Every action we take on Facebook is controlled and monitored by the sites design, where users come together as an equal group to form an online institution (Kennedy, 2009: 22). The routine of viewing one another’s profiles, without each user being notified that their profile is being looked at, becomes a norm for the site (Kennedy, 2009: 23). This idea relates to Foucault’s views that “the panopticon is a machine for dissociating the see/being seen dyad: in the peripheric ring, one is totally seen, without ever being seeing; in the central tower, one sees everything without ever being seen” (1979: 201-202). Each user is able to have a seat in their own unique tower, looking at another user’s profile, without that user knowing. An important aspect to this is that users can “stalk” or “creep” other people’s profiles. This is the action of searching or looking at another user’s profile that you may or may not be friends with on Facebook. This curiosity of socially searching people’s profiles is a common socially acceptable act on Facebook (Kennedy, 2009: 36). This could mean looking at an acquaintances profile, or a completely random user who catches our interest. I believe this is usually done to those who we find physically attractive or to those whom their lives seem interesting to us. For example, when a person is bored they usually go on Facebook to see if anything new is happening on the news feed, they then go through their friend’s profiles and then eventually they stray off onto an acquaintances profile and then another person’s profile, where the act of looking and observing other profiles is done over and over again out of curiosity and interest. This reciprocal surveillance or looking into each other’s lives isn’t just common online, but as well publicly in society (Kennedy, 2009: 37). Everyone watches one another in real life or listens in to another group’s conversation. The benefit of Facebook is that it allows us to do it privately, so that we can continue to hold the power over those we “creep” on, keeping our identity unknown (Kennedy, 2009: 24) .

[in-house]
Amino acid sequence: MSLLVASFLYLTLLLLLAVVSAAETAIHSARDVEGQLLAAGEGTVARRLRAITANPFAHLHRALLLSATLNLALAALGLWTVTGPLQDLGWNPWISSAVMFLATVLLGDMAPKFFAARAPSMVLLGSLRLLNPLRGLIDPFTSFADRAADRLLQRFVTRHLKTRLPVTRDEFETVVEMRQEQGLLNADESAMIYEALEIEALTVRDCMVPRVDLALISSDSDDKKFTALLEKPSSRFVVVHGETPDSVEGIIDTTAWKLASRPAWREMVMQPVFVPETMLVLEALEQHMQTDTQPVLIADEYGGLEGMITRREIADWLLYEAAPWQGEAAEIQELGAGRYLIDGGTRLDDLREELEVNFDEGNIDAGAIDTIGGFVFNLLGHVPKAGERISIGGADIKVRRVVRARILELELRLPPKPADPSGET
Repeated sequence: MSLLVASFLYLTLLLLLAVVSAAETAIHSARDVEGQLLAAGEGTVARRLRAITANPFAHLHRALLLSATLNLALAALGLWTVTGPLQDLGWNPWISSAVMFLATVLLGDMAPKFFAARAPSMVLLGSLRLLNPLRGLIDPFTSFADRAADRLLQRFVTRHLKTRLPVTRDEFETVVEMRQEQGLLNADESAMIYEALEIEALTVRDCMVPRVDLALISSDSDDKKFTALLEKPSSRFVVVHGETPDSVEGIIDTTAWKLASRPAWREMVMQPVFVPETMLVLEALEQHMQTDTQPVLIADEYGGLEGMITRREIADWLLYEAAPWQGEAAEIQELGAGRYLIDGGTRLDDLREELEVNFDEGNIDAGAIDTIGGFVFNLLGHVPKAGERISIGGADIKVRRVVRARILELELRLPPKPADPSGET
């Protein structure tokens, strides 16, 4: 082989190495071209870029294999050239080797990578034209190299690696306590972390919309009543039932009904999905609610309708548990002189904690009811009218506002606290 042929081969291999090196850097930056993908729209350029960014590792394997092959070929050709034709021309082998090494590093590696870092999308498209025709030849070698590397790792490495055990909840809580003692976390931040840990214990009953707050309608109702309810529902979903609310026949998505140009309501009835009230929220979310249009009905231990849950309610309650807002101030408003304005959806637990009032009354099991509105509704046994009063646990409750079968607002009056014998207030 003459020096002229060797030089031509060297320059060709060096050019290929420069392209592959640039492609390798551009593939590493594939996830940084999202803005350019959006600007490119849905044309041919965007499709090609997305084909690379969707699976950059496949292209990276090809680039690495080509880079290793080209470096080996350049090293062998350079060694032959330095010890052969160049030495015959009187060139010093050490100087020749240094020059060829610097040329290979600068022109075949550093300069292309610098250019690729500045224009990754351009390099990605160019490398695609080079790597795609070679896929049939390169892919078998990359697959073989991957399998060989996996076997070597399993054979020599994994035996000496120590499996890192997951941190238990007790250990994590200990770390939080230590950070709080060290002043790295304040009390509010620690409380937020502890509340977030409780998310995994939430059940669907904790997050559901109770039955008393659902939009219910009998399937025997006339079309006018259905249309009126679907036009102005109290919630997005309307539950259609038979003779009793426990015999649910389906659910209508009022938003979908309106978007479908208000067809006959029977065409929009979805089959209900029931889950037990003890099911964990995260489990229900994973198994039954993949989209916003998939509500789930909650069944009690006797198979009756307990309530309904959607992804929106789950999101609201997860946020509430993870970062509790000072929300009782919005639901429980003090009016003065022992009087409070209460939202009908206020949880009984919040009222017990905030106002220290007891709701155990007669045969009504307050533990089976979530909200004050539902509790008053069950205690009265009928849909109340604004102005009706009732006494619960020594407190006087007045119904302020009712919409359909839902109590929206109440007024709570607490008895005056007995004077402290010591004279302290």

This act of looking on other users profiles, without them knowing, can be done by future and current employers. This can cause issues for users due to the fact that if they are “tagged” in a photo that displays questionable behavior, such as being overly intoxicated or posting status’ that speaks negatively of a boss, this can reflect on the user, as these actions are done by the person who they are in real life, causing them to either get fired, or lose the opportunity of getting hired. This feature of Facebook makes us become aware of our own behaviour, as we self monitor, not only what we do in our “real” life, but what gets posted on our online life (Kennedy, 2009: 24). Due to this, restrictions can be set on a users profile in order for specific users to see not see their profile “wall” or photos, regulating how their identity is shown to others. In the society that we live in, everything that we do has the possibility of being on Facebook, where our actions are no longer private, but become subjects to an online panopticon.